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What does affirmative action do?

  • Harry J. Holzer
  • David Neumark

The authors use data from a survey of employers to investigate how Affirmative Action in recruiting and hiring influences hiring practices, personnel policies, and ultimately employment outcomes. They find that Affirmative Action increases the number of recruitment and screening practices used by employers, raises employers' willingness to hire stigmatized applicants, increases the number of minority or female applicants as well as employees, and increases employers' tendencies to provide training and formally evaluate employees. When Affirmative Action is used in recruiting, it generally does not lead to lower credentials or performance of women and minorities hired. When it is also used in hiring, it yields minority employees whose credentials are somewhat weaker, though performance generally is not. Overall, the more intensive search, evaluation, and training that accompany Affirmative Action appear to offset any tendencies of the policy to lead to hiring of less-qualified or less-productive women and minorities. (Abstract courtesy JSTOR.)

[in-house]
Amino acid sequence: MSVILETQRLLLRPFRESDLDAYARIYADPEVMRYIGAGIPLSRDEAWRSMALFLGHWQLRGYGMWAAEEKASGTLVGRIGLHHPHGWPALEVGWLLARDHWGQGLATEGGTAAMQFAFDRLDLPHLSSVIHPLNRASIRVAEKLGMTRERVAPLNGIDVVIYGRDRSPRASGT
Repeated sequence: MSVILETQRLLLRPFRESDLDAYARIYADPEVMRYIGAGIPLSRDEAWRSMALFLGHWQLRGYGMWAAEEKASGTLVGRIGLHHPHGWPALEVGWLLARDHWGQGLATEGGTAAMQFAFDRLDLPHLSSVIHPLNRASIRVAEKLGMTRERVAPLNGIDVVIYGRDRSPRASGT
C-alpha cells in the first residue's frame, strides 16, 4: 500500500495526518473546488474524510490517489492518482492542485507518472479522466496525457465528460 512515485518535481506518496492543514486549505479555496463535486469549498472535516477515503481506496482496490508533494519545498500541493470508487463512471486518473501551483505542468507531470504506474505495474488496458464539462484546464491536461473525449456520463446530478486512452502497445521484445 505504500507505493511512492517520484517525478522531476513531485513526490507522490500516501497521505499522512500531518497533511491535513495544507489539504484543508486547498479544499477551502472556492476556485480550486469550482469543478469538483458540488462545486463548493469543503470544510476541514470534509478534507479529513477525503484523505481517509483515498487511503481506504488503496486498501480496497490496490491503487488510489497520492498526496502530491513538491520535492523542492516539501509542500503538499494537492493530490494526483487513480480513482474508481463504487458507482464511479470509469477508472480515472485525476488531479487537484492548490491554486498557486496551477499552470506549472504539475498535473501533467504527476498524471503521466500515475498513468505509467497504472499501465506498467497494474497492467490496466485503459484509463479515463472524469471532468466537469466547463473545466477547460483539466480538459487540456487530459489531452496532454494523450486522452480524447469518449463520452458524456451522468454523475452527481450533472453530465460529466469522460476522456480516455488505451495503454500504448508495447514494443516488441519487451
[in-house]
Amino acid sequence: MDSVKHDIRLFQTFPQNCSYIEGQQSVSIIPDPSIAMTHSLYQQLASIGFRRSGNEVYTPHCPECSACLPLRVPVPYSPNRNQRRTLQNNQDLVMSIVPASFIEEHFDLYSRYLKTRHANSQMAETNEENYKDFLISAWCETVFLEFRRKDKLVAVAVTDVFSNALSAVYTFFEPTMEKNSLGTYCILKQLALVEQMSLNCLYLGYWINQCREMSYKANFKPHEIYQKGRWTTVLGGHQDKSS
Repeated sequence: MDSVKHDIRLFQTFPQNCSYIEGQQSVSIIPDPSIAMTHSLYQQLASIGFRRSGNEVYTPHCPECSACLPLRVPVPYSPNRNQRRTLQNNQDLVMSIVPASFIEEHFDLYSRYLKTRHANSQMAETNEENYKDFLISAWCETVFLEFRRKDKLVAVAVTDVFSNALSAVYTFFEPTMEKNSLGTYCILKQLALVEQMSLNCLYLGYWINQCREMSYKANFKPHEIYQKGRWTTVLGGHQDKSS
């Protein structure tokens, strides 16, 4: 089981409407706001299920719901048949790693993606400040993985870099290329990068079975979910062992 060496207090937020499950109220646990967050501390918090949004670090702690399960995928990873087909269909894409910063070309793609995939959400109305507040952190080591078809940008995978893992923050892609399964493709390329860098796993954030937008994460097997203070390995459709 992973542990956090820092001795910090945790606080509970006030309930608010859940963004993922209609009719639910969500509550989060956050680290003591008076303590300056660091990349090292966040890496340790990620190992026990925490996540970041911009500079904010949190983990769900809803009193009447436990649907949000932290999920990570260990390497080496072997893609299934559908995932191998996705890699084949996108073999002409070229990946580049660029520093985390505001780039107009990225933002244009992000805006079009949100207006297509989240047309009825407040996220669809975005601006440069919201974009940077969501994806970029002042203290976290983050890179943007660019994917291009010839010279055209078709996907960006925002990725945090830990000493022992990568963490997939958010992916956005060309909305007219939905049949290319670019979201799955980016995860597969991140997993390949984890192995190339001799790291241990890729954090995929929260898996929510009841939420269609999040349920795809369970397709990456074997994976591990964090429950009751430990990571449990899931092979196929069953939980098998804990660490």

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Article provided by ILR Review, Cornell University, ILR School in its journal ILR Review.

Volume (Year): 53 (2000)
Issue (Month): 2 (January)
Pages: 240-271

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Handle: RePEc:ilr:articl:v:53:y:2000:i:2:p:240-271
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  1. Harry J. Holzer, 1986. "Informal Job Search and Black Youth Unemployment," NBER Working Papers 1860, National Bureau of Economic Research, Inc.
  2. Leonard, Jonathan S, 1985. "Affirmative Action as Earnings Redistribution: The Targeting of Compliance Reviews," Journal of Labor Economics, University of Chicago Press, vol. 3(3), pages 363-84, July.
  3. Harry J. Holzer, . "Black Applicants, Black Employees, and Urban Labor Market Policy," Institute for Research on Poverty Discussion Papers 1162-98, University of Wisconsin Institute for Research on Poverty.
  4. Harry J. Holzer, 1998. "Why Do Small Establishments Hire Fewer Blacks Than Large Ones?," Journal of Human Resources, University of Wisconsin Press, vol. 33(4), pages 896-914.
  5. Barron, John M & Bishop, John & Dunkelberg, William C, 1985. "Employer Search: The Interviewing and Hiring of New Employees," The Review of Economics and Statistics, MIT Press, vol. 67(1), pages 43-52, February.
  6. Gregory Attiyeh & Richard Attiyeh, 1997. "Testing for Bias in Graduate School Admissions," Journal of Human Resources, University of Wisconsin Press, vol. 32(3), pages 524-548.
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